Obesity is associated with a significant increase in morbidity and mortality. Over the last decade, adipose tissue has emerged as a major player in the regulation of lipid and glucose metabolism. It is now considered a major endocrine organ because of its size and secretion of numerous metabolically active molecules, collectively known as adipokines, which play a key role in regulation of energy homeostasis. In obesity, excessive and abnormal distribution of adipose tissue leads to the activation and recruitment of immune cells followed by release of pro inflammatory adipokines, which act both locally and in distant tissues (i.e., liver, skeletal muscle, endothelium, pancreas) to cause insulin resistance. Collectively, insert these abnormalities eventually lead to the development of type 2 diabetes mellitus, dyslipidemia, endothelial dysfunction with accelerated atherosclerosis, and overt cardiovascular disease. The number of newly identified adipokines continues to expand, whereas the relevance and specific function of each molecule remains to be fully elucidated. The understanding of intricate adipocyte biology and the underlying molecular basis of obesity and its complications will facilitate the development of novel preventive and more effective therapeutic regimens.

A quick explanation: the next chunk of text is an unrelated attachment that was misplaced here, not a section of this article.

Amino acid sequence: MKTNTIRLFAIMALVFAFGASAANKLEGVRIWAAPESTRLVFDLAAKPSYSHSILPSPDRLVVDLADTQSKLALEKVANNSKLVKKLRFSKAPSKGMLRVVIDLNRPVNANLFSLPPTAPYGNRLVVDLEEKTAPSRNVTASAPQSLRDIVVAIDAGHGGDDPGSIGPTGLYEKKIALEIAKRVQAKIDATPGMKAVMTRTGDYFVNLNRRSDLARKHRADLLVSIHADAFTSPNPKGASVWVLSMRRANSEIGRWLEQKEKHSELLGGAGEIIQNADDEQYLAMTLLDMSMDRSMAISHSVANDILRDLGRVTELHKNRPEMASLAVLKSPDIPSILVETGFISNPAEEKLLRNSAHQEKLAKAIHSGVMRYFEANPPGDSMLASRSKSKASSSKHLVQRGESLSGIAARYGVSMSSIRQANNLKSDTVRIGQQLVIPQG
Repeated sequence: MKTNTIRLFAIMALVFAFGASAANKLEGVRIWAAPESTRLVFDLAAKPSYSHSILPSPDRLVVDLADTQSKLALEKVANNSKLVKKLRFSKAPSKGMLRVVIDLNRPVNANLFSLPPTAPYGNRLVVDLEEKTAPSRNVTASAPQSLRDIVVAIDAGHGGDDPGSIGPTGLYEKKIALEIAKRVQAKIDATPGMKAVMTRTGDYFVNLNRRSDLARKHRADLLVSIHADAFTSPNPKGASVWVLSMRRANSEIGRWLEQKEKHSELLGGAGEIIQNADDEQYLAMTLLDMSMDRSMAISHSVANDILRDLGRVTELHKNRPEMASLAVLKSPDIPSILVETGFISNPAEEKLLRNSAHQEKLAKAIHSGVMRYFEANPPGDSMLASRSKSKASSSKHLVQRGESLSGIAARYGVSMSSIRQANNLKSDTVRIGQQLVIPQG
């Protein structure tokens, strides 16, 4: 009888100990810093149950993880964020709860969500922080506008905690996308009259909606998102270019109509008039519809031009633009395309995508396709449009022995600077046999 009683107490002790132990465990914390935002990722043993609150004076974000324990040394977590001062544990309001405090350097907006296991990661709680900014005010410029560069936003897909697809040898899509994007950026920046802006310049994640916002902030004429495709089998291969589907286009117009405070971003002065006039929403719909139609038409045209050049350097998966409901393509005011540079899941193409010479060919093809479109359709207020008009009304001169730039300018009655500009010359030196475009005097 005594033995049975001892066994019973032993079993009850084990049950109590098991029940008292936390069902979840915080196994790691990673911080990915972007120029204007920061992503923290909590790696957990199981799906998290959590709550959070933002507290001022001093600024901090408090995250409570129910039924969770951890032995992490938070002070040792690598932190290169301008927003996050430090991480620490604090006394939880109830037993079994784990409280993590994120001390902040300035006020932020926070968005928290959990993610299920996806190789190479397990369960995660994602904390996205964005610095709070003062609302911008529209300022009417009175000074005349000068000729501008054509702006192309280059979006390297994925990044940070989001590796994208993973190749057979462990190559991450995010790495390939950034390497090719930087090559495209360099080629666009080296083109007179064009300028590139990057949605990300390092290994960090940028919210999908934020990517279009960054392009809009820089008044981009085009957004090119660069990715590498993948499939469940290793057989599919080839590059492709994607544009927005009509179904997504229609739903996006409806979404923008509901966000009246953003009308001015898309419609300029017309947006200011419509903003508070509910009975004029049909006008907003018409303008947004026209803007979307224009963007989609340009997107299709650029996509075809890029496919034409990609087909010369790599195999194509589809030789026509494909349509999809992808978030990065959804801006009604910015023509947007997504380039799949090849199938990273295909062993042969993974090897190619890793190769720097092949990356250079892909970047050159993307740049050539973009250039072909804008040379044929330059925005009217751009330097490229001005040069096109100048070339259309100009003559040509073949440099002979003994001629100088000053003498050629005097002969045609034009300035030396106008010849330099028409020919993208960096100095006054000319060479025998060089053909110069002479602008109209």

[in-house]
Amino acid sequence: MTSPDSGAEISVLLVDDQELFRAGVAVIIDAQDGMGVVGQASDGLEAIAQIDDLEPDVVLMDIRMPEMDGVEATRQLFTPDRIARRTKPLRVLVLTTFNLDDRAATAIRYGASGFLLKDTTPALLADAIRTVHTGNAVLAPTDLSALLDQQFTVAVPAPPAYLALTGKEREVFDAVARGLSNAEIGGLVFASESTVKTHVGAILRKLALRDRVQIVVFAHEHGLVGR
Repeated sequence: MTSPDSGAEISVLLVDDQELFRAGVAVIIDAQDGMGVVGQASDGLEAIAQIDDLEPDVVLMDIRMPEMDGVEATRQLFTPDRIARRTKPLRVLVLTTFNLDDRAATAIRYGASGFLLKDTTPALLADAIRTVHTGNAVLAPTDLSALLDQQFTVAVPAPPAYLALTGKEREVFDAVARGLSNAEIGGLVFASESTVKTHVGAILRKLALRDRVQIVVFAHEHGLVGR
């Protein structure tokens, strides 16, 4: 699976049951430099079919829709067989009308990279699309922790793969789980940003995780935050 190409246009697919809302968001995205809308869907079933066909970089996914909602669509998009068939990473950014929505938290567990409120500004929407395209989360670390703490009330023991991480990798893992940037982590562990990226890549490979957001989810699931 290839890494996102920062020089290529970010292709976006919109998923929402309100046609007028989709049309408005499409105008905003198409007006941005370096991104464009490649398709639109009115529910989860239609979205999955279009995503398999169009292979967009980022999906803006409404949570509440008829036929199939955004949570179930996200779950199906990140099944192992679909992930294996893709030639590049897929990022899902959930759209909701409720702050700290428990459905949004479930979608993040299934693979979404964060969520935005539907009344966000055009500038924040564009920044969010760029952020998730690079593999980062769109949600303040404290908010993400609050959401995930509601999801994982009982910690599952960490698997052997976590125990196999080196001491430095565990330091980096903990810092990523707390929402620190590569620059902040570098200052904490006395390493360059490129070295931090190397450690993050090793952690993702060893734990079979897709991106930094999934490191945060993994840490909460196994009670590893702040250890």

|Original language||English (US)|
|Title of host publication||Adipokines|
|Number of pages||15|
|State||Published - Apr 19 2016|
ASJC Scopus subject areas
- Biochemistry, Genetics and Molecular Biology(all)